The real-space grid

In this tutorial we will take a closer look at the real-space grid, and how to monitor its adequacy for a given system.


The real-space grid is the home of densities, potentials, and other real-space magnitudes, and is also the scaffolding on which to compute some contributions to matrix elements in Siesta. It is specified quite simply. For example:

MeshCutoff  100 Ry

Internally, the program will translate this “energy yardstick” into a mesh of points, with the information appearing in the output file in a way similar to this:

InitMesh: MESH = 18 x 18 x 30 = 9720
InitMesh: Mesh cutoff (required, used) =   100.000   101.039 Ry

This gives the number of mesh points along each of the lattice vectors. Note that the actual cutoff used is higher than requested, which tends to be the case. This is due to geometrical issues, as well as to the fact that the grid algorithms used internally by Siesta (in particular, the implementation of the Fast Fourier Fransform) need some ‘magic numbers’ (multiples of 2, 3, or 5).

Convergence of properties with mesh-cutoff


Enter the directory 01-CH4

Check the input file ch4.fdf. The system is a methane molecule, inside a cubic cell of 10 Ang on the sides. Look for the mesh cutoff chosen.

Run the example and try to answer the following questions:

  • Can you calculate what is the distance between mesh points?

  • Can you estimate how many mesh points fit inside the (first zeta) 2s orbital of C? (Hint: Consider the cut-off radius of the orbital.)

Now do a series of calculations increasing the value of the MeshCutoff parameter, in 30 Ry steps, starting from the given value (30 Ry). 5 steps should be enough. From the output files, extract:

  • The actual MeshCutoff used (which as we mentioned above is usually different from the one required in the input file). Check the output looking for:

    InitMesh: Mesh cutoff (required, used)
  • The total energy. Check the output looking for:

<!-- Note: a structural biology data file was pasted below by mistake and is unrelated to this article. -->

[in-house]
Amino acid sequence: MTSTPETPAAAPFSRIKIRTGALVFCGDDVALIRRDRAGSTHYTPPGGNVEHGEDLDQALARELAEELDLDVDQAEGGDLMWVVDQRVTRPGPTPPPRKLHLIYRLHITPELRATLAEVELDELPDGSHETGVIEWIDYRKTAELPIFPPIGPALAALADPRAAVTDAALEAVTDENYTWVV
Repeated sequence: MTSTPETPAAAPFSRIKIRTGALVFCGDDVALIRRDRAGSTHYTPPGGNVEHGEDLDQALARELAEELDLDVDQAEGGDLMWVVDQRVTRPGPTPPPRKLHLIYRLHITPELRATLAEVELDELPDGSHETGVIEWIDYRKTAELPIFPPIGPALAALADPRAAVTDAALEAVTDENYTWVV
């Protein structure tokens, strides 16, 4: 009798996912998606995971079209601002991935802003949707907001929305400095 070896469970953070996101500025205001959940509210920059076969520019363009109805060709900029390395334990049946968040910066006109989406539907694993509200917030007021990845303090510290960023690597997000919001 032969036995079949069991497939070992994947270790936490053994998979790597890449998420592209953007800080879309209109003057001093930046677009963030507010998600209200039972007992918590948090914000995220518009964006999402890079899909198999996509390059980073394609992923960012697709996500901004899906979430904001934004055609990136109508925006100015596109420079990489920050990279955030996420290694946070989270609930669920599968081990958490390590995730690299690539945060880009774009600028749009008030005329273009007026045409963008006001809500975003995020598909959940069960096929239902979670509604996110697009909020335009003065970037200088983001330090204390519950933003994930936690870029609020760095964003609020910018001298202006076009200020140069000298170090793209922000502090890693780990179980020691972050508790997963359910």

siesta: Final energy (eV)
  • The total force (that is, the sum of forces over all the atoms). It will not be zero!. The force can be find at:

    siesta: Atomic forces (eV/Ang)
  • The CPU time. You might want to turn on the option UseTreeTimer T for a hierarchical display of the different sections. All the information about computing times can be found in the file TIMES.

Plot the total energy and total force versus the requested meshcutoff and the used meshcutoff. Try to decide what would be a reasonable value for a real calculation in this system.

The egg-box effect


For background, you can see this slide presentation by Javier Junquera.


Enter the directory 02-MgO

Check the input file MgO.fdf. The system is an orthorhombic cell with lattice parameters a=2.981 Ang and c=4.217 Ang, with 4 atoms in the unit cell. The mesh cutoff chosen is 100 Ry. Notice that in this fdf file, a new block appears:

%block AtomicCoordinatesOrigin
0.0 0.0 0.0
%endblock AtomicCoordinatesOrigin

This corresponds to the origin of the atomic coordinates, which by default is set to (0.0 0.0 0.0). We will tune it in order to see how the total energy changes as a function of the atomic positions. We can shift the z of the origin according to the mesh, e.g. if MESH = 18 x 18 x 30 and we want make a sampling of 6 shift steps, we will increase each time 1/30/6.

Plotting the total energy as a function of the mesh shift, a strong dependence will be seen.

To solve this effect there are two main solutions: increase mesh-cutoff and use of GridCellSampling.

Here, we will try the first one, increase the MeshCutoff. Repeat the same calculation than before, but using a mesh cutoff of 200 Ry. Notice, that you will have to change the shift-increment according to the MESH used.

Timings (Optional)

Note the cpu-time implications. In particular, compare the time taken by the diagonalization (compute_dm in the timings) and the setup of the hamiltonian (setup_H), for various basis cardinalities (SZ, DZP…) and values of mesh-cutoff. You might want to check these timings for other systems as you explore them in these tutorials.

In this case, since we have comparatively a lot of vacuum, and very few orbitals, the cost of the grid operations is substantially higher than that of the diagonalization step.


When choosing the value for MeshCutoff, it is important to consider the symmetry of your system. For example, if your system consists of 7 unit cells replicated along the Z-axis, it is highly advisable to get a mesh that has a number of points divisible by 7. You can see the number of points by looking for MESH in the SIESTA output file. If, as in the example of the 7 unit cells, you find that your mesh consists of 50 x 50 x 200 points, it is recommended to increase the MeshCutoff until you reach a multiple of 7 across the Z-axis (52 x 52 x 210, for example). In cases where this is not possible, aim for the highest reasonable value for MeshCutoff possible.